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Ecologist Rhonda Millikin wants to represent the ‘smaller voices’ in bid for Whistler council

Wildfire management expert promises to advocate for nature, small business and ‘community supporters’ at council table
N-Millikin 29.36 SUBMITTED
Rhonda Millikin.

With a fruitful career in the sciences under her belt, retired ecologist Rhonda Millikin plans to bring the kind of scientific rigour she has long employed to decision-making at municipal hall, if elected to council this fall.

“I feel that I’ve been involved in a few of the decision points brought to council over the last two-plus years and I would like to augment how decisions are made,” said the 66-year-old. “As a scientist, I’m curious and I like to investigate what some of the alternate solutions could be and make decisions that are evidence-based. I feel like my experience as both a scientist and an entrepreneur can widen our perspective.”

Owner of environmental consulting firm EchoTrack, Millikin is regarded for her track record in wildfire management, expertise she has used to advise the Resort Municipality of Whistler (RMOW) through her role as member at large on the RMOW’s Forests and Wildlands Advisory Committee since 2020. The work earned her a 2021 Civic Service Award from the RMOW, which recognized Millikin for her "exemplary contribution to the community” and “extensive work outside FWAC meetings to bring evidence and data to the committee through citizen science, with regards to wildfire fuel thinning and reduction.” She also serves on the board of the Association of Whistler Area Residents for the Environment.

In general, Millikin feels the RMOW too often approaches issues in isolation, and sees fire management as a prime example of an area that would benefit from a broader view.

“I think wildfire management is a perfect example of how I would like to see us approach issues, where we combine the issues. So we remove the siloes and bring together solutions,” she said. “For example, we’ve got an issue of climate mitigation, of invasive species management, we’ve got fire risk, and I feel that we can address those things together by adjusting our FireSmart program so we recognize that coastal forest is not the dry forest that the provincial [FireSmart] recommendations are based on.”

In particular, Millikin argued that Whistler should be planting herbaceous perennial plants within Whistler’s urban-wildland interface instead of cutting down trees, “which we need to protect us from heat, flooding and ignition factors of reduced humidity, increased wind, and increased risk of human-caused ignition.”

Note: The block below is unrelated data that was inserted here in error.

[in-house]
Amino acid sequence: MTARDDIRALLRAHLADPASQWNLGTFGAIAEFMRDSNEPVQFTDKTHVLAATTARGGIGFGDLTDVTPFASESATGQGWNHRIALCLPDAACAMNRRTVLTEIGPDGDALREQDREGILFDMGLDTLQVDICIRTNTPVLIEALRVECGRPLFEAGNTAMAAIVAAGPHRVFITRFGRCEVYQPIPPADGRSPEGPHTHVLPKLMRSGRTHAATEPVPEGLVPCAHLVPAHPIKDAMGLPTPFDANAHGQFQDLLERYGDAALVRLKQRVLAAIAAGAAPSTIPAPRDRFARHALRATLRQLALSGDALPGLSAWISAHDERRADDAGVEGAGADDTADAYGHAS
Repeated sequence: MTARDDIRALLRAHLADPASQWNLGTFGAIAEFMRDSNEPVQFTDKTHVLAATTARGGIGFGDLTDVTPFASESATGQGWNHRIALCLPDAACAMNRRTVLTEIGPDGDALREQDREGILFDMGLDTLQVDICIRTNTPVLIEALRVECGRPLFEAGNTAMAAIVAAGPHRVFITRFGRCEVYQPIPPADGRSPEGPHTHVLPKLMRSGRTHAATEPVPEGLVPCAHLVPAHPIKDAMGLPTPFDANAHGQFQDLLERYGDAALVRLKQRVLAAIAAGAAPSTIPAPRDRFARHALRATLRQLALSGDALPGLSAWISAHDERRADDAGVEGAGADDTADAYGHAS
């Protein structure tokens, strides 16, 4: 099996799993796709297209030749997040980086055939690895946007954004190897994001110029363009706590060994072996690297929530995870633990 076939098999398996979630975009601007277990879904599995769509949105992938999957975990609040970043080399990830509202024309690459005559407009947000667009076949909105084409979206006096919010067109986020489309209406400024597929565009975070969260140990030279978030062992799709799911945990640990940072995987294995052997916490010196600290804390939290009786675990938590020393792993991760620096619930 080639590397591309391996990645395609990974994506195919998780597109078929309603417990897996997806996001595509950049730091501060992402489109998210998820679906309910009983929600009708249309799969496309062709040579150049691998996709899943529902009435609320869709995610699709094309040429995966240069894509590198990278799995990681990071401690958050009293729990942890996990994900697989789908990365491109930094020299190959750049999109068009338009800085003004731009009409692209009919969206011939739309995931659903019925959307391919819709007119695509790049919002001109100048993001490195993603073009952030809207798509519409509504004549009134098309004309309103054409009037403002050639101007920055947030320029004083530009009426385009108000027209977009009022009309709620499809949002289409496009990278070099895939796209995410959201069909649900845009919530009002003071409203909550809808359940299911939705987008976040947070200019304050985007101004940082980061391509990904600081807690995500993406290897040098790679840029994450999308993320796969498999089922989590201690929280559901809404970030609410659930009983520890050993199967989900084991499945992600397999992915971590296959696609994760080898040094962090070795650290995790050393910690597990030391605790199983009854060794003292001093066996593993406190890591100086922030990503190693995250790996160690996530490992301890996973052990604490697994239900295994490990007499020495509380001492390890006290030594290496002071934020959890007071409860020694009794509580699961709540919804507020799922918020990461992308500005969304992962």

Millikin’s platform centres on lifting up what she called “the smaller voices” of Whistler: the natural environment, small business, and “community supporters” like the resort’s volunteers, tradespeople, parents and long-term residents. Typifying the holistic view Millikin tends to take, she sees Northlands—Whistler Village’s most significant remaining parcel of undeveloped land—addressing several crucial issues at once.

“If we combine the issue of affordable living with climate mitigation and community engagement, as well as small business, we can take Northlands as an example,” she said. “We have a potential to combine these issues in our search for solutions and for small business.”

The 5.8-hectare site could, for instance, provide affordable, dorm-style housing for entry-level workers, which small business owners could contribute to financially, Millikin suggested. That, in turn, would help cut back on vehicle emissions, given the site’s proximity to central services, and a scaled-down building footprint—“so no stores, no roads, no parking, no market housing,” Millikin said—would allow for more space for nature and community gathering, and would help retain and extend vital wetland and even serve as a wildlife corridor if connected to the wetlands on the west side of White Gold.

Millikin would also be in favour of relocating the Whistler Racket Club, which sits on the Northlands site, and credited management there for creating a community hub for all ages.

“That’s what we need for our community and we need it close to central so people can get together,” she said.

Sustainable tourism is another plank of Millikin’s platform. Highlighting exploding user numbers on the River of Golden Dreams, she’d like to see evidence-based thresholds placed on Whistler’s most popular natural assets to help manage demand.

“I think where I would like to help is thinking about how we manage that demand using unbiased metrics, so it’s not one person’s voice over another,” she said. “That will allow us to say, ‘Alright, we’ve reached a threshold for the carrying capacity of this natural asset,’ therefore we have to stop whatever we’re doing and we monitor the effectiveness of our efforts so we can learn whether we’re doing the right thing or if we need to tweak it.”

Follow Millikin's campaign at

The nomination period closes Sept. 9. Whistlerites head to the polls on Oct. 15.